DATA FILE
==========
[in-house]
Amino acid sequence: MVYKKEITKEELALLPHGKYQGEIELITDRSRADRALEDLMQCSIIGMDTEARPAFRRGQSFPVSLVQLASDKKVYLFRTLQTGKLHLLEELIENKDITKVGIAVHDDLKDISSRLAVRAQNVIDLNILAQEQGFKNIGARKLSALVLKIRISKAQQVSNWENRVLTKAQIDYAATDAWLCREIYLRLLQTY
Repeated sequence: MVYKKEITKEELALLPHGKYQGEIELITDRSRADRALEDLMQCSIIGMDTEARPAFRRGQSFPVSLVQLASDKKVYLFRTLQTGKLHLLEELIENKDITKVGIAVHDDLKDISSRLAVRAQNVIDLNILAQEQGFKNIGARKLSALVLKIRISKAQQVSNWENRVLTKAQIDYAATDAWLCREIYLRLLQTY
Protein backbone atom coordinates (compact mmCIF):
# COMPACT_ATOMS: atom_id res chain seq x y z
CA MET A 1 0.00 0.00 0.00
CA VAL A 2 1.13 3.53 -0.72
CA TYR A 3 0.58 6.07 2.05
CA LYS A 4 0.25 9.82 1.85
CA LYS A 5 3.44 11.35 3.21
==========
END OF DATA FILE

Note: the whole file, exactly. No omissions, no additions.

[in-house]
Amino acid sequence: MVYKKEITKEELALLPHGKYQGEIELITDRSRADRALEDLMQCSIIGMDTEARPAFRRGQSFPVSLVQLASDKKVYLFRTLQTGKLHLLEELIENKDITKVGIAVHDDLKDISSRLAVRAQNVIDLNILAQEQGFKNIGARKLSALVLKIRISKAQQVSNWENRVLTKAQIDYAATDAWLCREIYLRLLQTY
Repeated sequence: MVYKKEITKEELALLPHGKYQGEIELITDRSRADRALEDLMQCSIIGMDTEARPAFRRGQSFPVSLVQLASDKKVYLFRTLQTGKLHLLEELIENKDITKVGIAVHDDLKDISSRLAVRAQNVIDLNILAQEQGFKNIGARKLSALVLKIRISKAQQVSNWENRVLTKAQIDYAATDAWLCREIYLRLLQTY
Protein backbone atom coordinates (compact mmCIF):
# COMPACT_ATOMS: atom_id res chain seq x y z
CA MET A 1 0.00 0.00 0.00
CA VAL A 2 1.13 3.53 -0.72
CA TYR A 3 0.58 6.07 2.05
CA LYS A 4 0.25 9.82 1.85
CA LYS A 5 3.44 11.35 3.21